Today I took initiative to get involved in the Twitter Chat called #TwitterSmarter. This chat took place this past Thursday at 1PM Eastern. The administrator of the chat is named Madalyn Sklar (@madalynsklar) and the guest star is named Alissa Carpenter (@NotokThatsok).
Alissa Carpenter, according to her website, specializes in the differences between Millennials and older generations while facilitating engagement on social media. Needless to say, she knows a lot about Twitter and how to be #TwitterSmarter.
Madalyn Sklar, on the other hand, is a social media influencer who focuses on Twitter marketing. She not only hosts the chat and podcast #TwitterSmarter, but also spends her time blogging. I consider both of these women huge role-models, and people I look up to as women in modern media.
Throughout the chat, Sklar, the administrator, was the one to direct the questions to the participants.
My participation in the chat provided me a lot of opportunity to network and engage with everyone involved.
- In fact, I gained around fifteen followers and over fifty overall engagements by the end of it.
The first question was, “Why is Twitter important for establishing relationships to boost your business?”
As a college student trying to make a brand for herself in such an intricate virtual community, this question kick-started this chat on a positive note for me. The answer that resonated with me the most was by the guest speaker, Alissa Carpenter. She says, “People do business with people they know, like and trust. Starting conversations on Twitter can lead to virtual coffee chats and in person meetings. This can help build rapport, trust, and grow your business.” My favorite part about this response was her reference to a coffee shop. When most people think of a coffee shop, they think of the relaxed atmosphere, which is exactly how it should feel when engaging and establishing relationships with your consumers. I tweeted to Alissa Carpenter praising her analogy, and she responded quickly with such ease, which stresses her ability to follow her own advice.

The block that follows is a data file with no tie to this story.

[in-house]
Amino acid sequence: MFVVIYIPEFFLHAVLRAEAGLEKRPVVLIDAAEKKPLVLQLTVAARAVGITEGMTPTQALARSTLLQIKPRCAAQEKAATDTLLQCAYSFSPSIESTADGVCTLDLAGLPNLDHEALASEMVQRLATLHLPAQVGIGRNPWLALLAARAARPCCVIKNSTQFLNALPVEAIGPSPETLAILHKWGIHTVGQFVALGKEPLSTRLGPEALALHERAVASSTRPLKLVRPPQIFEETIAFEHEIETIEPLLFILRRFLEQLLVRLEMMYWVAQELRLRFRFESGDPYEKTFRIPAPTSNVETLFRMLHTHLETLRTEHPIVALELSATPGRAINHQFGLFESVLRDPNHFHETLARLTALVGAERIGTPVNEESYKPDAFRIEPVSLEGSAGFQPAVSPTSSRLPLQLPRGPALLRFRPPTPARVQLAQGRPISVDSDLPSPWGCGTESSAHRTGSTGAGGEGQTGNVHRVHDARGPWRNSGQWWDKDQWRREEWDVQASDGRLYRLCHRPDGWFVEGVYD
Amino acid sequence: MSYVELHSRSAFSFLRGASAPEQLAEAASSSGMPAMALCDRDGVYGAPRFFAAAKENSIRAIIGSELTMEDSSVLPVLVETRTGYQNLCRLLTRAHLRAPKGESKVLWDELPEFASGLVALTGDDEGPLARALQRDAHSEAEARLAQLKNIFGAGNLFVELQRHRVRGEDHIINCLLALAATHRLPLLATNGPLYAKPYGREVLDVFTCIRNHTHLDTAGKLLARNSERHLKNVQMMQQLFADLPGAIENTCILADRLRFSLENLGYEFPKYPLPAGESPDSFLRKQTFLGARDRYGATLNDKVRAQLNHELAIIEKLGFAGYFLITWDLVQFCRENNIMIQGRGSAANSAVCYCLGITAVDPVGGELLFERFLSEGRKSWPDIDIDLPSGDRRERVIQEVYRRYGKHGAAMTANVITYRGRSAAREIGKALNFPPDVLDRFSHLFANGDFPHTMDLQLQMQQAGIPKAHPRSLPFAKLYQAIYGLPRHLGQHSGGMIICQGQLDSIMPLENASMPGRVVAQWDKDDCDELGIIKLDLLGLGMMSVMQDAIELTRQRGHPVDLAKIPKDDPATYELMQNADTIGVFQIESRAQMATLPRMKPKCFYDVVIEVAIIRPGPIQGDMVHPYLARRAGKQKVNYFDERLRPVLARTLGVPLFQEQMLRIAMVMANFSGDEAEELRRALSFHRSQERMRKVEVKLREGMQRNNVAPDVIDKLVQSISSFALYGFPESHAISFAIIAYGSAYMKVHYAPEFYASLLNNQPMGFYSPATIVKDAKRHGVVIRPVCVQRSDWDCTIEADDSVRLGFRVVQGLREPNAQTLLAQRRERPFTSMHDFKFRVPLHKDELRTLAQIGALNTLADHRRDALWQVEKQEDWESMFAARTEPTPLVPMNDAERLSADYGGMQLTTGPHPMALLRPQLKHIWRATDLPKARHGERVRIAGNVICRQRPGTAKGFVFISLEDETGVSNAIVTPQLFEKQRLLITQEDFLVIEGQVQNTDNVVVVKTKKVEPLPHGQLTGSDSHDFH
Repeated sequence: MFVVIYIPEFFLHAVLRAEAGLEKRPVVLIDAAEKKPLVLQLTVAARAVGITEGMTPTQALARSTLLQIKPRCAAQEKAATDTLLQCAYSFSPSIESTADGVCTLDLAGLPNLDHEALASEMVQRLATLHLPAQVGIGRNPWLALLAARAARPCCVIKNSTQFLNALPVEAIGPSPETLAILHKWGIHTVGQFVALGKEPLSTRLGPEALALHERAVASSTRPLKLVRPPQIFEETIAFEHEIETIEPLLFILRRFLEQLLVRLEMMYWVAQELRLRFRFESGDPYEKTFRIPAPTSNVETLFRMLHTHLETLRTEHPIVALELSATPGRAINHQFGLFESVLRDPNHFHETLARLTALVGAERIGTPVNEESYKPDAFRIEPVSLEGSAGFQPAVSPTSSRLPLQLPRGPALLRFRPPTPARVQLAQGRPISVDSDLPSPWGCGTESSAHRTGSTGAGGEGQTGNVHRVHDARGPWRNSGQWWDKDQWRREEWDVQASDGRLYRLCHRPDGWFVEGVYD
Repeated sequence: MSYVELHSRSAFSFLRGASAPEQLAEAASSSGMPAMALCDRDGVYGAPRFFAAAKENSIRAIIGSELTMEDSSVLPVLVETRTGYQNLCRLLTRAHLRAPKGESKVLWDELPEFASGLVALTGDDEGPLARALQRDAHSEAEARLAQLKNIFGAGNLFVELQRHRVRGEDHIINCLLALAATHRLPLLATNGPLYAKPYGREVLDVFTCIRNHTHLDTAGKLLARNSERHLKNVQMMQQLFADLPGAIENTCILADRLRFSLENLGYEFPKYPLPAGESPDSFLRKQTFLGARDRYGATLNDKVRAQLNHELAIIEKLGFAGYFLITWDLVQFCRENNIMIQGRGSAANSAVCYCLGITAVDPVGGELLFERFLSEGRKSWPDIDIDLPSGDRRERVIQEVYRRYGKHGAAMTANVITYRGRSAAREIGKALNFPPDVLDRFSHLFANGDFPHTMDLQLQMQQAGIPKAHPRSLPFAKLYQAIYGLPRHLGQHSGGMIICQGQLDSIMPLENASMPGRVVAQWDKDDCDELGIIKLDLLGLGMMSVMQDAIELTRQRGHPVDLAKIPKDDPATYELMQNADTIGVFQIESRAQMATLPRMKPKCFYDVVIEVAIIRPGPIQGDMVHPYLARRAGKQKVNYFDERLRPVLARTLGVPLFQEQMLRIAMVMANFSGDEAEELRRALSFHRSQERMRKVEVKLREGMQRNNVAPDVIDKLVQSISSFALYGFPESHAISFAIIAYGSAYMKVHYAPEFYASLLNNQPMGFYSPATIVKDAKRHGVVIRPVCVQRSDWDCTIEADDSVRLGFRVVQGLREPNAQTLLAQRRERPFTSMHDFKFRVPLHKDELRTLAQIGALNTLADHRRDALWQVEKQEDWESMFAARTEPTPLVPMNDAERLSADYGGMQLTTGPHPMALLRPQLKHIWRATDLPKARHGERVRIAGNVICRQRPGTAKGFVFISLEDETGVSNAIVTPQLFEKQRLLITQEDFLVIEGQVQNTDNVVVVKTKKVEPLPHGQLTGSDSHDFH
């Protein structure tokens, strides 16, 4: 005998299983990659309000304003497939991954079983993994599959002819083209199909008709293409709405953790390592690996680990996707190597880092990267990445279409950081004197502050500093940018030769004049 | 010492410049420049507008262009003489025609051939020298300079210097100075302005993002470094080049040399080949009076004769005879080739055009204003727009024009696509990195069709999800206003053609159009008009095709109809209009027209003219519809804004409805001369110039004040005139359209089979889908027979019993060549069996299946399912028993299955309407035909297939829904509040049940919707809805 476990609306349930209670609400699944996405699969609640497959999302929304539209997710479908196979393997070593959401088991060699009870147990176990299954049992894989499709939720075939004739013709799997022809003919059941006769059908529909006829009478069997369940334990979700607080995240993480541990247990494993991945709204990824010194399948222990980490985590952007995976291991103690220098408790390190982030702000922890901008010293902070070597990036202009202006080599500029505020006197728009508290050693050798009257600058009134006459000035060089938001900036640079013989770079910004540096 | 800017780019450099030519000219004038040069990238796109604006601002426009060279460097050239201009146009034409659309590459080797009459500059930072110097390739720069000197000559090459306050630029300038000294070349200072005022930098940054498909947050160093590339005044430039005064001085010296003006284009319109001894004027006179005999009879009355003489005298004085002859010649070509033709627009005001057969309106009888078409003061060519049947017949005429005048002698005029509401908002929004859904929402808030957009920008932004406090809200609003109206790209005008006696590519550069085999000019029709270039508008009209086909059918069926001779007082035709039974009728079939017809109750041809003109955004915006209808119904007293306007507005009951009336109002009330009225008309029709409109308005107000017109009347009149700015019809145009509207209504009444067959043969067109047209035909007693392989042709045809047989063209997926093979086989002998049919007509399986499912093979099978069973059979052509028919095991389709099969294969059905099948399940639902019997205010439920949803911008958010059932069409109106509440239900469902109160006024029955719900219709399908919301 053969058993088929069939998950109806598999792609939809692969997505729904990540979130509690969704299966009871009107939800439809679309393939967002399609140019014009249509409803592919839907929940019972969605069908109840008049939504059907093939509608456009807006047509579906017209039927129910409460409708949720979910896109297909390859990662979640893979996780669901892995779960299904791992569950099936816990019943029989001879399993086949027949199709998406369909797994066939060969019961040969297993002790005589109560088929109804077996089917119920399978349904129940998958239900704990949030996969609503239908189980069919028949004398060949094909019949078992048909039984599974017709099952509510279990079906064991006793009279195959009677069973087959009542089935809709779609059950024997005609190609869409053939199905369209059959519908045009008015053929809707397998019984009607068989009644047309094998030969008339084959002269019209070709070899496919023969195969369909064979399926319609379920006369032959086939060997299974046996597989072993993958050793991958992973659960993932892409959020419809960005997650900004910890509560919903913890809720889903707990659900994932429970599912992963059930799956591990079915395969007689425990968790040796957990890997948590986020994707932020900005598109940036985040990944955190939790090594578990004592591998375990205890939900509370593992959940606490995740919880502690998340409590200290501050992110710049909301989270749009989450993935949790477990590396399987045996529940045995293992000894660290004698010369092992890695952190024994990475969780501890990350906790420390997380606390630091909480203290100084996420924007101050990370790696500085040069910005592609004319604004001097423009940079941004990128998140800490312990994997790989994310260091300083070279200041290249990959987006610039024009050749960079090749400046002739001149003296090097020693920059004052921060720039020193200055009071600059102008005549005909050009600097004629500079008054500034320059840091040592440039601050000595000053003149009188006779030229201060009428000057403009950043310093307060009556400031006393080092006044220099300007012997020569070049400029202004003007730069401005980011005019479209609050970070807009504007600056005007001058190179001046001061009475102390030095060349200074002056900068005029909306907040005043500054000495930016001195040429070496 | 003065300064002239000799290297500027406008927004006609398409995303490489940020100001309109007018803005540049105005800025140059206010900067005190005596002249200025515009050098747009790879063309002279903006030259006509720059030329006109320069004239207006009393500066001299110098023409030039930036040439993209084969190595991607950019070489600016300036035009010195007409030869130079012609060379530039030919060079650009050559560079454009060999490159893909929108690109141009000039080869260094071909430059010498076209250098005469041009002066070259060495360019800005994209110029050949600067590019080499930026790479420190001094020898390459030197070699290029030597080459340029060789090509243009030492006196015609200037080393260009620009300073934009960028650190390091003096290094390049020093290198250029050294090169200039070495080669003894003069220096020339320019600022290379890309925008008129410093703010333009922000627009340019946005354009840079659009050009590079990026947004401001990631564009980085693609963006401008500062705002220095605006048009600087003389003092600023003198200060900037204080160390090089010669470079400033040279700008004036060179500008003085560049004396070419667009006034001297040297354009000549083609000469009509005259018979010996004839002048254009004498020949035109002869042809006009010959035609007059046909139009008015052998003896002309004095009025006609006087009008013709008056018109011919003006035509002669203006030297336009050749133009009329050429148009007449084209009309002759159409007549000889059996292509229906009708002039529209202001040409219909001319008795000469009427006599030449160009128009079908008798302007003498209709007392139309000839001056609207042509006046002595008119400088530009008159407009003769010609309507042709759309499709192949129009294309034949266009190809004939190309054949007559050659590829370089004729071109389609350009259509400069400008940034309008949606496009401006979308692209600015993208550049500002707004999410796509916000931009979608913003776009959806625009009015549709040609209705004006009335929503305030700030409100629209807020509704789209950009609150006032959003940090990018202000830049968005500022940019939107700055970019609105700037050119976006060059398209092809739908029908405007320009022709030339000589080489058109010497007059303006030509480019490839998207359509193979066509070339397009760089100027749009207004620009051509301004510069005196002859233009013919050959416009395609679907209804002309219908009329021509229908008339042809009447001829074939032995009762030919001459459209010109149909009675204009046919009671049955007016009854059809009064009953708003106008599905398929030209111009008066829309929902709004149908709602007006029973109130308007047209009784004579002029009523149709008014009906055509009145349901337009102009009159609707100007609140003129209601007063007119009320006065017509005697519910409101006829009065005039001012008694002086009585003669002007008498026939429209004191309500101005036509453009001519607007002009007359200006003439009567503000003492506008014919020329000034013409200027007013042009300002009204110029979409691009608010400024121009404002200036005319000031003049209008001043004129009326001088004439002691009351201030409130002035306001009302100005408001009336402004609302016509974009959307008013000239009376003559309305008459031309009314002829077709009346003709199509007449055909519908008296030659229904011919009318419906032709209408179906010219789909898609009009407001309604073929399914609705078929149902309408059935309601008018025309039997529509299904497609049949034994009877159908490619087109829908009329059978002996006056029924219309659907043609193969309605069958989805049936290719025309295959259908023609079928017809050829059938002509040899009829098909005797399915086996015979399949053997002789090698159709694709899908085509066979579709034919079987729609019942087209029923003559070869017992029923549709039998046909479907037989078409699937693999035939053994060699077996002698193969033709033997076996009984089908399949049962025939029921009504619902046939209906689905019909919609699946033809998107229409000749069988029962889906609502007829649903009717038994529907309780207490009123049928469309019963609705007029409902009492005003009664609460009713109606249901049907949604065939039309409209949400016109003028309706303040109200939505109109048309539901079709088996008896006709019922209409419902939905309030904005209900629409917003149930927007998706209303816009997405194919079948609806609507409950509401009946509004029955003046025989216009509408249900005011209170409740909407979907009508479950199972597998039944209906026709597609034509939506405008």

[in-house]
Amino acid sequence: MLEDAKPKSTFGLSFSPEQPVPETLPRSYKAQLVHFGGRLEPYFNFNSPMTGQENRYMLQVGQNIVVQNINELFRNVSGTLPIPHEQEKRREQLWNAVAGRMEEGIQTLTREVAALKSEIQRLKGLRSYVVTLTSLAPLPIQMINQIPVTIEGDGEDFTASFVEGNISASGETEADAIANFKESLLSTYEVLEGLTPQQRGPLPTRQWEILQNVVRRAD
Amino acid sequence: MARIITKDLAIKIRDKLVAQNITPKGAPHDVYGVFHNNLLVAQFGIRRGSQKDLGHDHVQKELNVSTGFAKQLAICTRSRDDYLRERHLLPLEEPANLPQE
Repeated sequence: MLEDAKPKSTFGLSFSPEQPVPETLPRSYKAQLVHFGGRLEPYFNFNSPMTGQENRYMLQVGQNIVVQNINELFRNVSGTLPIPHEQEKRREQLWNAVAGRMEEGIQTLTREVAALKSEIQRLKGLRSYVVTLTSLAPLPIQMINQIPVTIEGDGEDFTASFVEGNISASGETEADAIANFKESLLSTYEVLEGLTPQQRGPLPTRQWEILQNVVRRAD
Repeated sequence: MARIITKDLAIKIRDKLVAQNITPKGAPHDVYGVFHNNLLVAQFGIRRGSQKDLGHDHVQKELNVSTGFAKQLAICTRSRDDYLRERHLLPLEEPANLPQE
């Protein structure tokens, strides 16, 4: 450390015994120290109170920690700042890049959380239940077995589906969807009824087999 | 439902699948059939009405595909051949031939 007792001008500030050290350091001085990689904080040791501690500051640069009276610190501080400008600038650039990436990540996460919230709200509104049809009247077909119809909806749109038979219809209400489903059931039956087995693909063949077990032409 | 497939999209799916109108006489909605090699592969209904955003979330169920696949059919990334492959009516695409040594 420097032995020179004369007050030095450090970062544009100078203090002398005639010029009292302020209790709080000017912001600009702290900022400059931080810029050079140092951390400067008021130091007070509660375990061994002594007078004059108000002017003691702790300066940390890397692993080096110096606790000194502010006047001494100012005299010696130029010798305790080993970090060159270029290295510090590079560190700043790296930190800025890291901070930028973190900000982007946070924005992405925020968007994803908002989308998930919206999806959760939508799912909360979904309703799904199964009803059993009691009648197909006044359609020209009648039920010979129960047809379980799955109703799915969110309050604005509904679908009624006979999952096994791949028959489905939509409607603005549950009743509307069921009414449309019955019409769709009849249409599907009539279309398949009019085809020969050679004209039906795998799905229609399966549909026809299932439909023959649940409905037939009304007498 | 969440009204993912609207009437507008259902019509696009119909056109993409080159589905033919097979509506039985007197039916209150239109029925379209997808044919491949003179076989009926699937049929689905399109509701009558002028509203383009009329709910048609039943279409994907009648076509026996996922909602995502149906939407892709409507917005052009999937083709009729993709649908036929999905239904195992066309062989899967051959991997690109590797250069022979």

This provided a great segue into the next question which was, “What are some ways to establish rapport with your audience on Twitter?”
I think the best answer to this question was highlighted by Nicole Osbourne, a social media blogger who engaged with me a lot through the chat duration. She emphasized the importance of using video when engaging, as it is the best way to stay authentic and creative with your audience. This connects to the previous question because it emphasizes how easy it is to build trust with your audience- be creative and authentic.
Lastly, one of my favorite questions that was asked in the chat was, “How can Twitter help you identify and address the needs and wants of specific audience segments?”
I was most impressed with the answer I provided to this question. I said, “Use the resources that Twitter provides. As mentioned by @NotOkThatsOk, use Twitter polls! It’s a great way to get analytics through organic content.” Through my social media management class, I learned the importance of organic content, and sometimes it can get you very far without even considering paid promotions. This tweet got a lot of retweets and likes, including retweets from Alissa Carpenter and Madalyn Sklar, A.K.A., the moderators of the chat.
Ultimately, I learned a lot about:
Prior to this chat, I viewed Twitter as simply a way for companies to provide customer support to their consumers when they need it. Although this is an important component, I learned that using Twitter is vital when building relationships, networking and showcasing certain aspects of that said business or company. This chat further defined the concept of “business Twitter,” and showed me how to properly use it if I ever become a social media manager.